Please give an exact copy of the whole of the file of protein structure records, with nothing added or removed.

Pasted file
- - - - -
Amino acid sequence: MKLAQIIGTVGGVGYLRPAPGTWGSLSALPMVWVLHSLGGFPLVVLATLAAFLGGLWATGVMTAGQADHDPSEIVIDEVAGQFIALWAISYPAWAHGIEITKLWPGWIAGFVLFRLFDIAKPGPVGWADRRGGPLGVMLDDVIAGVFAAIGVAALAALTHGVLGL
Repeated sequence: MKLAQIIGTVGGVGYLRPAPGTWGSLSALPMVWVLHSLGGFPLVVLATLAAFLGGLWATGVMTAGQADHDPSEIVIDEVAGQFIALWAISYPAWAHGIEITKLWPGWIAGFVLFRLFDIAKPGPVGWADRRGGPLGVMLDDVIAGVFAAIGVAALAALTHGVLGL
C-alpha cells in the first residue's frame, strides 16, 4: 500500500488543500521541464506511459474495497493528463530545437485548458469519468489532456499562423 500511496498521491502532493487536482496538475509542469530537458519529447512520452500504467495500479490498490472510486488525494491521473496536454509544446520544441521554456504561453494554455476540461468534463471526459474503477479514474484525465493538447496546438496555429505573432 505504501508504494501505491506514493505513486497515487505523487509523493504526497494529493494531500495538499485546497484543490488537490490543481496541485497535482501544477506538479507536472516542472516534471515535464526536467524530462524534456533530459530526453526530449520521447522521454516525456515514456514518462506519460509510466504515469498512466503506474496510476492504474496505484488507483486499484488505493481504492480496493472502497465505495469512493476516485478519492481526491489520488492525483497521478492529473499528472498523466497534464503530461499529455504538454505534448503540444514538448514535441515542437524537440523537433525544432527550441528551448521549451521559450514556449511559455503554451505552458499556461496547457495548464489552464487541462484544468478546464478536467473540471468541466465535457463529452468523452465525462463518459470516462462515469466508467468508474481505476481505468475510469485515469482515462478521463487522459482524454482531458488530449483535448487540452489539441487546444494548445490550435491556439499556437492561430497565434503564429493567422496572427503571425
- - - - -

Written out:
Amino acid sequence: MKLAQIIGTVGGVGYLRPAPGTWGSLSALPMVWVLHSLGGFPLVVLATLAAFLGGLWATGVMTAGQADHDPSEIVIDEVAGQFIALWAISYPAWAHGIEITKLWPGWIAGFVLFRLFDIAKPGPVGWADRRGGPLGVMLDDVIAGVFAAIGVAALAALTHGVLGL
Repeated sequence: MKLAQIIGTVGGVGYLRPAPGTWGSLSALPMVWVLHSLGGFPLVVLATLAAFLGGLWATGVMTAGQADHDPSEIVIDEVAGQFIALWAISYPAWAHGIEITKLWPGWIAGFVLFRLFDIAKPGPVGWADRRGGPLGVMLDDVIAGVFAAIGVAALAALTHGVLGL
C-alpha cells in the first residue's frame, strides 16, 4: 500500500488543500521541464506511459474495497493528463530545437485548458469519468489532456499562423 500511496498521491502532493487536482496538475509542469530537458519529447512520452500504467495500479490498490472510486488525494491521473496536454509544446520544441521554456504561453494554455476540461468534463471526459474503477479514474484525465493538447496546438496555429505573432 505504501508504494501505491506514493505513486497515487505523487509523493504526497494529493494531500495538499485546497484543490488537490490543481496541485497535482501544477506538479507536472516542472516534471515535464526536467524530462524534456533530459530526453526530449520521447522521454516525456515514456514518462506519460509510466504515469498512466503506474496510476492504474496505484488507483486499484488505493481504492480496493472502497465505495469512493476516485478519492481526491489520488492525483497521478492529473499528472498523466497534464503530461499529455504538454505534448503540444514538448514535441515542437524537440523537433525544432527550441528551448521549451521559450514556449511559455503554451505552458499556461496547457495548464489552464487541462484544468478546464478536467473540471468541466465535457463529452468523452465525462463518459470516462462515469466508467468508474481505476481505468475510469485515469482515462478521463487522459482524454482531458488530449483535448487540452489539441487546444494548445490550435491556439499556437492561430497565434503564429493567422496572427503571425